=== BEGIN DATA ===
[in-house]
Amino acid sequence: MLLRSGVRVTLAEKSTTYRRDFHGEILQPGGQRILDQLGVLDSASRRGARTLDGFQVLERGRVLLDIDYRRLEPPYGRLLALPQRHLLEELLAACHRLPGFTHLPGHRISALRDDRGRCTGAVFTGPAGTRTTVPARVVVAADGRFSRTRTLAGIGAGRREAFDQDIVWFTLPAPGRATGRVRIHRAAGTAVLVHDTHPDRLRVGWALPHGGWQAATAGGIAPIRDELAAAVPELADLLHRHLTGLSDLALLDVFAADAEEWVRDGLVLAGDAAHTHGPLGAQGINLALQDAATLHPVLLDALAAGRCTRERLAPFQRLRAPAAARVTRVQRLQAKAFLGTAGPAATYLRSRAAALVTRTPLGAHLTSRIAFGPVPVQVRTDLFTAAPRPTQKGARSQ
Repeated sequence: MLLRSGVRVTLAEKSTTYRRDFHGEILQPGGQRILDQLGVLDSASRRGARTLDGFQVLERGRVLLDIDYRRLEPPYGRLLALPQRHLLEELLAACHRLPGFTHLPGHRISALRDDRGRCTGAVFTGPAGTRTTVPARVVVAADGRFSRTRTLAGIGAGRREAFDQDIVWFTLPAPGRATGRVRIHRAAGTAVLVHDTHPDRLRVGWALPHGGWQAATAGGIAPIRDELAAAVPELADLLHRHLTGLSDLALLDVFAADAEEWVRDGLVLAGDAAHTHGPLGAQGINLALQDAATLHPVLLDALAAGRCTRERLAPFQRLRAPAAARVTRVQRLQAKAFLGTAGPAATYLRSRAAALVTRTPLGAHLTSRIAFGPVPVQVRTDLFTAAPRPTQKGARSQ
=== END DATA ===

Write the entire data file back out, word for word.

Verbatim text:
[in-house]
Amino acid sequence: MLLRSGVRVTLAEKSTTYRRDFHGEILQPGGQRILDQLGVLDSASRRGARTLDGFQVLERGRVLLDIDYRRLEPPYGRLLALPQRHLLEELLAACHRLPGFTHLPGHRISALRDDRGRCTGAVFTGPAGTRTTVPARVVVAADGRFSRTRTLAGIGAGRREAFDQDIVWFTLPAPGRATGRVRIHRAAGTAVLVHDTHPDRLRVGWALPHGGWQAATAGGIAPIRDELAAAVPELADLLHRHLTGLSDLALLDVFAADAEEWVRDGLVLAGDAAHTHGPLGAQGINLALQDAATLHPVLLDALAAGRCTRERLAPFQRLRAPAAARVTRVQRLQAKAFLGTAGPAATYLRSRAAALVTRTPLGAHLTSRIAFGPVPVQVRTDLFTAAPRPTQKGARSQ
Repeated sequence: MLLRSGVRVTLAEKSTTYRRDFHGEILQPGGQRILDQLGVLDSASRRGARTLDGFQVLERGRVLLDIDYRRLEPPYGRLLALPQRHLLEELLAACHRLPGFTHLPGHRISALRDDRGRCTGAVFTGPAGTRTTVPARVVVAADGRFSRTRTLAGIGAGRREAFDQDIVWFTLPAPGRATGRVRIHRAAGTAVLVHDTHPDRLRVGWALPHGGWQAATAGGIAPIRDELAAAVPELADLLHRHLTGLSDLALLDVFAADAEEWVRDGLVLAGDAAHTHGPLGAQGINLALQDAATLHPVLLDALAAGRCTRERLAPFQRLRAPAAARVTRVQRLQAKAFLGTAGPAATYLRSRAAALVTRTPLGAHLTSRIAFGPVPVQVRTDLFTAAPRPTQKGARSQ